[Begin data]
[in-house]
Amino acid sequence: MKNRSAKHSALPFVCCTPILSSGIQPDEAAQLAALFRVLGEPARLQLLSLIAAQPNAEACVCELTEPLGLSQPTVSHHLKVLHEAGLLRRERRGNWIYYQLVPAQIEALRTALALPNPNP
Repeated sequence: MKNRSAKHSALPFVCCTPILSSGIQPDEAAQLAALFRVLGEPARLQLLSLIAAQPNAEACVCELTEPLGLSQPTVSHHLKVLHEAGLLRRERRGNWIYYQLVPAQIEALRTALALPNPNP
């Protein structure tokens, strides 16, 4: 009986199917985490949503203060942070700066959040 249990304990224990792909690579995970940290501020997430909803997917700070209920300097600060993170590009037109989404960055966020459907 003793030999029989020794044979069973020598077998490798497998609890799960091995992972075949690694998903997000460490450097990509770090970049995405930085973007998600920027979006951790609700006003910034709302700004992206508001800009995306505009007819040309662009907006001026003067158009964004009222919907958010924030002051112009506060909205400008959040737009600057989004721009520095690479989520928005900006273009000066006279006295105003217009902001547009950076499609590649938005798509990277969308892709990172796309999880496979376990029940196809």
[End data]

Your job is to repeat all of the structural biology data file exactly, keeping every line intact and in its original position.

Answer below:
[in-house]
Amino acid sequence: MKNRSAKHSALPFVCCTPILSSGIQPDEAAQLAALFRVLGEPARLQLLSLIAAQPNAEACVCELTEPLGLSQPTVSHHLKVLHEAGLLRRERRGNWIYYQLVPAQIEALRTALALPNPNP
Repeated sequence: MKNRSAKHSALPFVCCTPILSSGIQPDEAAQLAALFRVLGEPARLQLLSLIAAQPNAEACVCELTEPLGLSQPTVSHHLKVLHEAGLLRRERRGNWIYYQLVPAQIEALRTALALPNPNP
């Protein structure tokens, strides 16, 4: 009986199917985490949503203060942070700066959040 249990304990224990792909690579995970940290501020997430909803997917700070209920300097600060993170590009037109989404960055966020459907 003793030999029989020794044979069973020598077998490798497998609890799960091995992972075949690694998903997000460490450097990509770090970049995405930085973007998600920027979006951790609700006003910034709302700004992206508001800009995306505009007819040309662009907006001026003067158009964004009222919907958010924030002051112009506060909205400008959040737009600057989004721009520095690479989520928005900006273009000066006279006295105003217009902001547009950076499609590649938005798509990277969308892709990172796309999880496979376990029940196809």